When the Duke and Duchess of Sussex announced their $20m, multi-year deal with Spotify in 2020, it was hailed as the centrepiece of the couple’s growing business empire.

So when news broke that the deal had come to an end after just one series, questions arose over why the partnership had broken down so quickly and what it meant for the Harry and Meghan brand.

The streaming company and the Sussexes’ audio production company, Archewell Audio, released a joint statement on Thursday night saying they had “mutually agreed to part ways and are proud of the series we made together”.

But insiders close to Spotify said the royal couple did not meet the productivity benchmark required to receive the full headline payout from the deal, the Wall Street Journal reported.

Spotify is facing investor pressure to improve its performance after making a net loss of €430m (£367m) last year and the Stockholm-based company’s chief executive admitted in January he had been “too ambitious” in his spending plans.

In February an activist investor – a financial firm that seeks change at underperforming companies – pointed to investments in podcasts and audiobooks at Spotify as it warned costs had “exploded” at the company.

Against this backdrop, Spotify announced 200 job cuts at its podcasting business this month and is moving its focus away from headline-grabbing exclusive content deals.

The duchess’s Archetypes podcast, which featured conversations with friends and celebrities including Serena Williams, Mariah Carey and Trevor Noah, topped the podcast charts for Spotify in a number of markets but received mixed reviews from critics.

Variety cited an unnamed source who said Spotify had been expecting more content from the couple, while another unnamed source said Harry and Meghan wanted to move away from exclusive Spotify distribution to find a new home for their audio projects.

Last year, Barack and Michelle Obama also ended their deal with Spotify to exclusively distribute their podcast, Higher Ground. In that case, Spotify said it had declined to renew the deal, while it was reported the Obamas had disagreed with Spotify over the number of shows that would feature the couple.

Mark Mulligan, an analyst at MIDiA Research, predicted both sides would have got what they wanted out of the deal, with the Sussexes seeking an audience on a new platform with cultural heft and Spotify establishing itself as a force in podcasting.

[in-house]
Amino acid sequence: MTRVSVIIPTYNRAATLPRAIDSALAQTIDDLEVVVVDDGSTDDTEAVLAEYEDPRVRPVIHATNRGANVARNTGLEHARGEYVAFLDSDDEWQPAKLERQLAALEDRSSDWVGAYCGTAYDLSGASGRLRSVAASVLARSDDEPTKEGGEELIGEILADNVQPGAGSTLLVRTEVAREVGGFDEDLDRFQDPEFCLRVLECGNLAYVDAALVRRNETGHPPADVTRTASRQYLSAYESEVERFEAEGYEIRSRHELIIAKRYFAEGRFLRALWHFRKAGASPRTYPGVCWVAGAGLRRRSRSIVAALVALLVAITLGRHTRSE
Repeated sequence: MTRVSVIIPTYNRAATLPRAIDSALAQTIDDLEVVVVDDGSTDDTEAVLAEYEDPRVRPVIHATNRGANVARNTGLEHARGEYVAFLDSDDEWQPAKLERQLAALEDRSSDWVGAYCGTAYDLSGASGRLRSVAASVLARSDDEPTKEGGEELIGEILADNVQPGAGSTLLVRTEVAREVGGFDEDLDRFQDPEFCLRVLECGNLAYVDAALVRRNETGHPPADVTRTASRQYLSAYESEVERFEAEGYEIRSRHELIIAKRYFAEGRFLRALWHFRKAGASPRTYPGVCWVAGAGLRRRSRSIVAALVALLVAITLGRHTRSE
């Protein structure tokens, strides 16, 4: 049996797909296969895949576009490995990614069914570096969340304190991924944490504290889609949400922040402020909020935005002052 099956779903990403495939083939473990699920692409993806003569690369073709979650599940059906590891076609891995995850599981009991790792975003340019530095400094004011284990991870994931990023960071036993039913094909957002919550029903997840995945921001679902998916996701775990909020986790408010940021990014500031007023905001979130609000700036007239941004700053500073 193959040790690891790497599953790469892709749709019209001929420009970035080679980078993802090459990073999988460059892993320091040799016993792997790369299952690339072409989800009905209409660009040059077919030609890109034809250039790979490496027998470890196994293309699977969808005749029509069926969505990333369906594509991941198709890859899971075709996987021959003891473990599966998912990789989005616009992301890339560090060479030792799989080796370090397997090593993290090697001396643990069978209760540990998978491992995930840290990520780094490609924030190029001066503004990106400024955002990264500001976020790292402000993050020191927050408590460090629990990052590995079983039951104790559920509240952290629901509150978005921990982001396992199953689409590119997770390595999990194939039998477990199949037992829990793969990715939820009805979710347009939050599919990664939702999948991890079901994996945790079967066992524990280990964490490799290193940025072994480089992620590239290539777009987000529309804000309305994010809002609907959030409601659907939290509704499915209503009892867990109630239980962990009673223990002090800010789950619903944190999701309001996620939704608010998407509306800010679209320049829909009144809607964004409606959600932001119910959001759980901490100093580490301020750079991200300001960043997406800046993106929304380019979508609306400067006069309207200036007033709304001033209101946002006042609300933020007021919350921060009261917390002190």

Mulligan said for Spotify, now the world’s most used podcast service, the Harry and Meghan deal was about “how can we establish a foothold in this market rather than generate a profit from it”.

Since stepping back from royal life, Harry and Meghan have focused on making money through media ventures, such as the podcast, Harry’s tell-all autobiography Spare and an agreement with Netflix to producing streaming content, including a docuseries about their relationship with Britain’s royal family.

Experts once predicted these ventures, which have been successful and lucrative, could help the couple build a $1bn business empire in the US.

Spare (for which Harry received an estimated £16m advance) sold more copies in its first week (750,000) than any other memoir in the UK. The book sold a total of 1.4m English language copies in all formats in the US, the UK and Canada on release day alone – making it the fastest-selling nonfiction book of all time.

The Netflix series was a huge hit for the streamer, with nearly 2.5 million people watching the first episode on the day of its launch in the UK. The couple also fronted and executive produced the series Live to Lead in conjunction with the Nelson Mandela Foundation.

But Mark Borkowski, a crisis PR consultant and author, said the end of the Spotify deal was not just bad for the couple’s brand, it also started “picking away the seams” of a lot of their other projects.

“You can see this being a bit of a domino that leads to other problems,” Borkowski said. “Will they be able to keep their engine running? The next deal isn’t going to be as much as the Spotify or Netflix deal and they’re gradually heading towards becoming busted flush. They’ve been isolated by the royal family, they’ve run out of steam.”

Borkowski believed statements about an amicable parting of ways were merely PR exercises. “If the Sussexes’ content was good enough, Spotify would not be dropping them. Let’s not be too romantic about it, it all comes back to the numbers and the costs of those numbers,” he said.

“There were all these hyped-up comparisons about the Sussexes being the new Obamas, but creating compelling content that is going to engage is incredibly difficult. In a world where there’s a million podcasts, you need to stand out.”

He said it was possible that the Sussexes were focusing on ways to expand Meghan’s wellness and lifestyle blog The Tig, given the success of Gwyneth Paltrow’s Goop and Kourtney Kardashian’s Poosh.


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